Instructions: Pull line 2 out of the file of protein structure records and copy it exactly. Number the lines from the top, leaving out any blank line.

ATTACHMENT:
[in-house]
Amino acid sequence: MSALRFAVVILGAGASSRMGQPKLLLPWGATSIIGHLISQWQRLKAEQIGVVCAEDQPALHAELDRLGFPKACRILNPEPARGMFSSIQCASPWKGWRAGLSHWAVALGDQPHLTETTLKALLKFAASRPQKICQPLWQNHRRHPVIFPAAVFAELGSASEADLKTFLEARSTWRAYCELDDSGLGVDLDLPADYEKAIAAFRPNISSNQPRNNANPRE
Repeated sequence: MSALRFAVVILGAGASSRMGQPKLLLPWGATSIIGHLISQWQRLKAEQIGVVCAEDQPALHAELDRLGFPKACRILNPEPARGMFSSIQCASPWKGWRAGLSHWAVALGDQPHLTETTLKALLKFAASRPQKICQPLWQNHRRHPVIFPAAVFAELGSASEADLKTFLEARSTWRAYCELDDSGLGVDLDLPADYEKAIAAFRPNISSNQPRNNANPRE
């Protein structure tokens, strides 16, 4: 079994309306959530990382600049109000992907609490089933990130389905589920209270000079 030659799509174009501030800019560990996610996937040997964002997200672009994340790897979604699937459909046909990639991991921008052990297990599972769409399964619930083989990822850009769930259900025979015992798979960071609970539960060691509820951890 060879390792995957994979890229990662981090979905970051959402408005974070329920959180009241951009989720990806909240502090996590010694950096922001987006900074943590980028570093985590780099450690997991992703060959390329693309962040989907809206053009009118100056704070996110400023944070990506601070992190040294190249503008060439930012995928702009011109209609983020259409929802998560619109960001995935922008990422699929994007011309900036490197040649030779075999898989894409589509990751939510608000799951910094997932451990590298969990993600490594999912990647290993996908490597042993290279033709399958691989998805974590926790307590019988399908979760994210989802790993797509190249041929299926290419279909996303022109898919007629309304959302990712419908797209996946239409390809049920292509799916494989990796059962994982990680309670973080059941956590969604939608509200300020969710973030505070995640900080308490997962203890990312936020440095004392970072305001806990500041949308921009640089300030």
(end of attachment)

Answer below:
Amino acid sequence: MSALRFAVVILGAGASSRMGQPKLLLPWGATSIIGHLISQWQRLKAEQIGVVCAEDQPALHAELDRLGFPKACRILNPEPARGMFSSIQCASPWKGWRAGLSHWAVALGDQPHLTETTLKALLKFAASRPQKICQPLWQNHRRHPVIFPAAVFAELGSASEADLKTFLEARSTWRAYCELDDSGLGVDLDLPADYEKAIAAFRPNISSNQPRNNANPRE